Spontaneous mammary tumors in bitches are very similar to those in women, which makes it a good model for comparative studies [14, 16] in terms of diagnostic, prognostic, behavioral, morphological, and biological approaches.
The mixed type, either benign or malignant, is one of the most common mammary gland tumor in bitches [19, 21, 22], unlike humans in which it is uncommon. However, the last ones have a high frequency of salivary gland neoplasia, denominated pleomorphic adenomas [23, 24]. Benign mixed mammary tumors in dogs and pleomorphic adenomas in human salivary glands derive from exocrine glands that present similar architecture, and predominantly occur in females. Such tumors have morphological and molecular similarities which in turn suggests a similar pathogenic mechanism involved in malignant transformation [20, 24].
The cytological examination usually shows that most of the pleomorphic adenomas present groups of epithelial, myoepithelial, and bone tissue cells, as well a chondromyxoid stroma . Similarly, canine mixed mammary tumors may present epithelial, fibroblastic, cartilaginous, bone and rarely hematopoietic components. An acidophilic extracellular material, cell-associated or not, representing osteoid matrix could also be present. In addition, there may be various amounts of erytrocytes, foam cells, basophilic protein material and lipids on background [11, 15, 16, 18–20]. Despite this, it is not common to find all these components in all samples  similarly to those described in this case. However, the representativeness of the lesion was guaranteed by its size and multiple sampling areas, which permits an accurate assessment of all neoplasm cytological components as confirmed later by histological analysis.
According to Allen et al. , during the cytological evaluation three or more architectural and/or nuclear malignancy criteria should be present in order to consider a diagnosis of a malignant tumor. In the present study, cytological evaluation of cell population on Giemsa and Papanicolaou stains did not show any of those criteria thus suggesting a benign tumor. The possibility of malignant transformation was minimal, since representativeness of the tumor mass was guaranteed by a multiple sampling technique.
The presence of one of the three lineages of hematopoietic cells out of the bone marrow is sufficient to characterize EMH [3, 4]. In this case it was seen, apart from osteoclasts, some megakaryocytes, erythrocytes and myeloid lineage cells. These findings are similar to those described by Fernandes et al.,  that observed erythrocytes and megakaryocytes in a benign mixed mammary tumor in a female dog and similar to the histological findings reported by Martinelli et al. , Brooks et al. , Setsu et al. , Cufer and Bracko . Even before histological confirmation, these cells were observed in the cytological examination, which allowed a suggestive diagnosis of benign mixed mammary tumor with a hematopoietic active bone marrow in a very fast and precocious fashion, as demonstrated by Allen et al. , Hellmén and Lindgren , Zuccari et al. , Cassali et al. , Simon et al. . However, cytologic evaluation alone did not permit us to exclude the diagnosis of a possible bone metaplasia or osteosarcoma.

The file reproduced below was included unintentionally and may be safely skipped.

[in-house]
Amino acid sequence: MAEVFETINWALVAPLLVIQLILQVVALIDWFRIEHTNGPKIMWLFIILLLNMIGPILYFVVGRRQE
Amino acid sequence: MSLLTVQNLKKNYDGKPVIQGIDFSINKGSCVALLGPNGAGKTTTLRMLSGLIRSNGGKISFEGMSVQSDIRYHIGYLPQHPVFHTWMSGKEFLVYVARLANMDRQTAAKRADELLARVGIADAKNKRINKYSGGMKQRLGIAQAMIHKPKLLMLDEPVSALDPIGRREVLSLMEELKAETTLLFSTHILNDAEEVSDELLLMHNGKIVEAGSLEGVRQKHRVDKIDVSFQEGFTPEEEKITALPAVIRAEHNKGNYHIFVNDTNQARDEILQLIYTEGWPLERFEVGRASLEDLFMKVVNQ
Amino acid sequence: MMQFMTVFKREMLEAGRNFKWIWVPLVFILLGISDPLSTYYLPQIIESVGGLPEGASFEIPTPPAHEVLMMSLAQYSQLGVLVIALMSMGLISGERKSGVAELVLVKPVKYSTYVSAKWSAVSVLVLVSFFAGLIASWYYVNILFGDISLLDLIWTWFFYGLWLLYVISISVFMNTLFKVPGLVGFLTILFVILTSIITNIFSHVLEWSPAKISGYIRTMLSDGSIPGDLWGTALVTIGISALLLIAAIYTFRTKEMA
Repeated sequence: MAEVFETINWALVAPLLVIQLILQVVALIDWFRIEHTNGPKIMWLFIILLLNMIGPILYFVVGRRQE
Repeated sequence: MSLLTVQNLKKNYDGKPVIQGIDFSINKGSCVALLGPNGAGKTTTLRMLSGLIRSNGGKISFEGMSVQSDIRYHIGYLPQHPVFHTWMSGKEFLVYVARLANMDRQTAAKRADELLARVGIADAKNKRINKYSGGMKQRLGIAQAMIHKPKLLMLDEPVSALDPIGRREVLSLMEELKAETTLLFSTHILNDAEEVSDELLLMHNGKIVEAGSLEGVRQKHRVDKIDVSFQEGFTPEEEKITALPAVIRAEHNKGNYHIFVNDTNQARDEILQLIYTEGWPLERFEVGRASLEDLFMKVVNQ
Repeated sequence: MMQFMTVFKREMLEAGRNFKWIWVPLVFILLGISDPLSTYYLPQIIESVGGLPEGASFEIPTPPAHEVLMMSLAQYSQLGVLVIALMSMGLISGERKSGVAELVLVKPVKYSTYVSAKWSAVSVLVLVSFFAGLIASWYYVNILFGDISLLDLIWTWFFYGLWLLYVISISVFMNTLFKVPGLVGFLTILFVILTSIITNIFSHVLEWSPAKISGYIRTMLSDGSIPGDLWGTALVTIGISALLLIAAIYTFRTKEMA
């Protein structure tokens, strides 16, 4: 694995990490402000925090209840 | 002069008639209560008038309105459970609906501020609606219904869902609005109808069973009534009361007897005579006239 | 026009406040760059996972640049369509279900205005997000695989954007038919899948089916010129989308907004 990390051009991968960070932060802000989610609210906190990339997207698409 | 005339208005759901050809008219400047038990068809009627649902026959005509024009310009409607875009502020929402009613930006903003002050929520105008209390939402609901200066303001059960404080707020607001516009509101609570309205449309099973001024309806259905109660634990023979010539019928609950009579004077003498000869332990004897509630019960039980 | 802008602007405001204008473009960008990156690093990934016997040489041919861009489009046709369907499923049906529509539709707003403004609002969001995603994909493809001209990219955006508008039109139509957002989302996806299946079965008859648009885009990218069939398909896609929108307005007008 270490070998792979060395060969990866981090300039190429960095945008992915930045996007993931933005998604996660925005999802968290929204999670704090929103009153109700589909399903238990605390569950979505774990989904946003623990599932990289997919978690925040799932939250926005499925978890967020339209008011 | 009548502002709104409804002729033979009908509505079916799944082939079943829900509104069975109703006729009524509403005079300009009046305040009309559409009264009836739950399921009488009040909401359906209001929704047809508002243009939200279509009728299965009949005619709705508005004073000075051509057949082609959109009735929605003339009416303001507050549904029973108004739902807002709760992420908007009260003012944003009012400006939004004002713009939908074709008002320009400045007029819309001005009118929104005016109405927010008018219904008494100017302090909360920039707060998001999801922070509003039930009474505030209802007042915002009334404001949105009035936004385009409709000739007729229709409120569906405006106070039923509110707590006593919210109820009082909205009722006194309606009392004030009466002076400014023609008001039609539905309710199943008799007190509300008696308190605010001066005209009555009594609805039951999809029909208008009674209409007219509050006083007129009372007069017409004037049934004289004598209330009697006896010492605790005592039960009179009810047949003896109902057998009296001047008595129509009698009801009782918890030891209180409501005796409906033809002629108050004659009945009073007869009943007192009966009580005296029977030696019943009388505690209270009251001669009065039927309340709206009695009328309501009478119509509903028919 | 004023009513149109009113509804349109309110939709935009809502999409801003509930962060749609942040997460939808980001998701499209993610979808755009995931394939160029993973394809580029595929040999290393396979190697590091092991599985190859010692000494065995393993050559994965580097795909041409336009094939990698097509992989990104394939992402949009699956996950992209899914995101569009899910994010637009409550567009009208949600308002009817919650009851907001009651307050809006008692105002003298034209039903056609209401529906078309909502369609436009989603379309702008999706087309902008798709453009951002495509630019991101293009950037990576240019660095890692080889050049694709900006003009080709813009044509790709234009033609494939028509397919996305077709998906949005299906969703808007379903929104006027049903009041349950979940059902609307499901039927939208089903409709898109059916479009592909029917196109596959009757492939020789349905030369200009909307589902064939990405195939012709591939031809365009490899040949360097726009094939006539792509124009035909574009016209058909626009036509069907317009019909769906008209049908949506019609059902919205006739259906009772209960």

EMH is generally seen in patients with bone marrow and hematological diseases such as chronic anemia, hematopoietic neoplasia, medular hyperplasia, suppurative bacterial infections, or cardiorespiratory conditions [1, 3, 4, 8, 25]. In such scenario, apart from the spleen, liver and lymphnodes, there can be microscopic hematopoietic areas in kidneys, lungs, gastrointestinal tract, adrenals, skin, heart, ovaries, epididymides, thymus, peritoneum, meninges and breast in humans [2–8], and choroid plexus and mammary gland in dogs [1, 11].
Several hypothesis has been suggested to explain mammary EMH. Functional disruptions of bone marrow, e.g. drug therapy or myelofibrosis, stimulates circulating stem cells to find a favorable environment and differentiate into hematopoietic cells . Focal lesions such as biopsies or surgeries are able to induce the production of growth factors or cytokines that activate hematopoiesis .
In this case, no biochemical or hematologic changes that could characterize a functional failure of bone marrow were detected, which could result in the production of chemical mediators capable of promoting favorable environment for stem cell implantation. The patient didn't suffer from any other disease, and was not under current drug therapy. No previous surgical manipulation of the mass was attempted. Thus, the pathogenesis of this case shall probably be related to intrinsic factors of the neoplastic process.
As far we know there are no reports in human medicine literature regarding the presence of erythrocytes, myeloids cells, and megakaryocytes in mixed or metaplastic breast tumors, and pleomorphic adenomas. In veterinary medicine there is only one report from Fernandes et al.  that reported the presence of two hematopoietic stem cell lineages in a cytological sample of a benign mixed mammary tumor in a dog. These authors did not describe the occurrence of medullar alterations in their study, making it an incidental finding just like in this case.